On December 18, U.S. President Donald Trump released his first National Security Strategy (NSS) at the Ronald Reagan Building and International Trade Center in Washington D,C. Referring to China, together with Russia, as rival and revisionist powers, the NSS sharply criticized China for challenging American power, even stealing U.S. intellectual property. The United States’ severe allegations immediately sparked a backlash from China. The Chinese foreign ministry along with Chinese media reprimanded the United States for “malicious slander.”
The latest NSS laid forward the Trump administration’s harshest stance toward China since Trump took office in January. Singling China out for 33 mentions, the report bluntly criticized China for seeking to “challenge American influence, values, and wealth,” “attempting to erode American security and prosperity,” and using “technology, propaganda, and coercion to shape a world antithetical to” U.S. interests and values.
Specifically, the NSS claimed that “China seeks to displace the United States in the Indo-Pacific region, expand the reaches of its state-driven economic model, and reorder the region in its favor. ” The report even accused China of stealing “U.S. intellectual property valued at hundreds of billions of dollars. ”
Other than these fierce charges, the report further made clear U.S. disappointment toward China’s “development with Chinese characteristics” over the years. It said:
For decades, U.S. policy was rooted in the belief that support for China’s rise and for its integration into the post-war international order would liberalize China. Contrary to our hopes, China expanded its power at the expense of the sovereignty of others. China gathers and exploits data on an unrivaled scale and spreads features of its authoritarian system, including corruption and the use of surveillance. It is building the most capable and well-funded military in the world, after our own. Its nuclear arsenal is growing and diversifying. Part of China’s military modernization and economic expansion is due to its access to the U.S. innovation economy, including America’s world-class universities.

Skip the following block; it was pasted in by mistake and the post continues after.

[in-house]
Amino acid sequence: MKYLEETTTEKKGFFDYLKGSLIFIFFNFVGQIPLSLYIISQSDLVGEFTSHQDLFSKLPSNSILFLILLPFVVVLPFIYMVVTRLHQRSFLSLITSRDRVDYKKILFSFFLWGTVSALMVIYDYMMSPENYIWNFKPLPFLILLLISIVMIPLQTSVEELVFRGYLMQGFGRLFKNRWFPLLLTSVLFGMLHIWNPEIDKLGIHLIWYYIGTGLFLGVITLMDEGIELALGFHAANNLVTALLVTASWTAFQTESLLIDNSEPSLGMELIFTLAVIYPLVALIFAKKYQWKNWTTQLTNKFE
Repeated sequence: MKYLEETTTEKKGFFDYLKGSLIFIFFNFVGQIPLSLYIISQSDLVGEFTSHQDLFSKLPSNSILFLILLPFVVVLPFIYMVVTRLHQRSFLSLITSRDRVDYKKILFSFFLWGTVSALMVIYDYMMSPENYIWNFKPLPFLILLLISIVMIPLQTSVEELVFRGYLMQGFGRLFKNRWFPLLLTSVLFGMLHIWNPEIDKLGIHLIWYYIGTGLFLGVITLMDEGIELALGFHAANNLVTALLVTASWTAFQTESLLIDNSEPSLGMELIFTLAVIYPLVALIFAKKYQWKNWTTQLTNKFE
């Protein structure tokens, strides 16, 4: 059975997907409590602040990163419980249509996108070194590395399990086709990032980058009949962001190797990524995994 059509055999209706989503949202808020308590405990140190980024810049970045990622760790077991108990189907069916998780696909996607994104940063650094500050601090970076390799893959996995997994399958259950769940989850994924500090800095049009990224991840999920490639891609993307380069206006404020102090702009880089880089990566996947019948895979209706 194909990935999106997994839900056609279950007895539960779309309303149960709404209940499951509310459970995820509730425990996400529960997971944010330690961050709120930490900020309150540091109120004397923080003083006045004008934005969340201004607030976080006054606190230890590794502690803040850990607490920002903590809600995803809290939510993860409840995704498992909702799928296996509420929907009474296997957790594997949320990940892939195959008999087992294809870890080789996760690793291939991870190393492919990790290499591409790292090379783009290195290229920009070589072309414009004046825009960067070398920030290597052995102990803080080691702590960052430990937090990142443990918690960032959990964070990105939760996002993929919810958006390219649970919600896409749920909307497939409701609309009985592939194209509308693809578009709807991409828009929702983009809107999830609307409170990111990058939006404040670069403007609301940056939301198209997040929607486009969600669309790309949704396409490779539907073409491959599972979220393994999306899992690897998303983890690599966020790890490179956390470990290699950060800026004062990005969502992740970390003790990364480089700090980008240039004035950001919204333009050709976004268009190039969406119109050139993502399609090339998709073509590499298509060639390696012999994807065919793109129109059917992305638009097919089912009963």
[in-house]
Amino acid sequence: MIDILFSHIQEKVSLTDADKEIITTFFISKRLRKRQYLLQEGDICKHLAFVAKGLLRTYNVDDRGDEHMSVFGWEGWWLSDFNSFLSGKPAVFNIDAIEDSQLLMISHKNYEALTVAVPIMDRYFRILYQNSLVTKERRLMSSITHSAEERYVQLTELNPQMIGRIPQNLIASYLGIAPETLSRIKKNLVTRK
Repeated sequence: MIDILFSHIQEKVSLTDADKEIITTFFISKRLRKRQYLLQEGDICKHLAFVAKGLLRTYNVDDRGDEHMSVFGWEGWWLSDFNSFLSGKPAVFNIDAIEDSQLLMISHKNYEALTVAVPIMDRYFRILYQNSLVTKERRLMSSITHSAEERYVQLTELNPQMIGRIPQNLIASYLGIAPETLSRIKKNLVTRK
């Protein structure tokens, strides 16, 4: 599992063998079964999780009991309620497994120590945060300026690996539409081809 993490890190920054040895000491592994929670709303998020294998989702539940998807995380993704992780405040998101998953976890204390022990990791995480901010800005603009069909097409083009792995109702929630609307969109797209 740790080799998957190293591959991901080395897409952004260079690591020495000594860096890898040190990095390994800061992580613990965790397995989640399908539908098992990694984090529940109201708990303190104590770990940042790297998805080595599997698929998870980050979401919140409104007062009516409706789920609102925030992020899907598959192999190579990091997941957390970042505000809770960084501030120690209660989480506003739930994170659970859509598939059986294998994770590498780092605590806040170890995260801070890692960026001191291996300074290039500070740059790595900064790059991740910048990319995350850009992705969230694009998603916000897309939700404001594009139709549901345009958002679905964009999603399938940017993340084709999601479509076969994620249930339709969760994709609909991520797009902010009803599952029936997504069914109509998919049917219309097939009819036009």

Unsurprisingly, the Chinese authorities were deeply irritated by the report. The reaction of the Chinese foreign ministry dominated nearly the entire regular press conference the next day.
China’s foreign ministry spokesperson Hua Chunying made an extremely lengthy response on December 19, saying in a harsh tone that “It is futile for any country or any report to distort the facts or hurl malicious slander. ”
She urged the United States “to stop deliberately distorting China’s strategic intentions, and abandon such outdated concepts as the Cold War mentality and the zero-sum game.”
She also defended China’s “path of socialism with Chinese characteristics,” claiming that “History and the reality have proven that this is a successful path that suits China’s national conditions and can achieve national prosperity and enable the Chinese people to live a happy life. ”
“China firmly safeguards its own sovereignty, security, and development interests and no one should have the illusion that China would swallow the bitter fruit of jeopardizing its own interests,” she added.
Meanwhile, the Chinese embassy in Washington also harshly blamed the United States, saying that “any attempt to put the national interests of some countries above others’ and the international community’s interests reflects self-centeredness that would lead to nowhere but self-isolation.”
Chinese media attacks on the Trump administration were even harder. The Global Times, for example, claimed that the administration was “blinded by arrogance” and “false beliefs.”
Despite the wave of counterattacks, Chinese authorities still signaled their attempt to maintain a stable relationship with the United States.
Hua said that China and the United States should work together to uphold “world peace and stability and promoting global development and prosperity.”
China’s state news agency, Xinhua, also published a commentary urging the United States to regard China as a partner rather than a rival.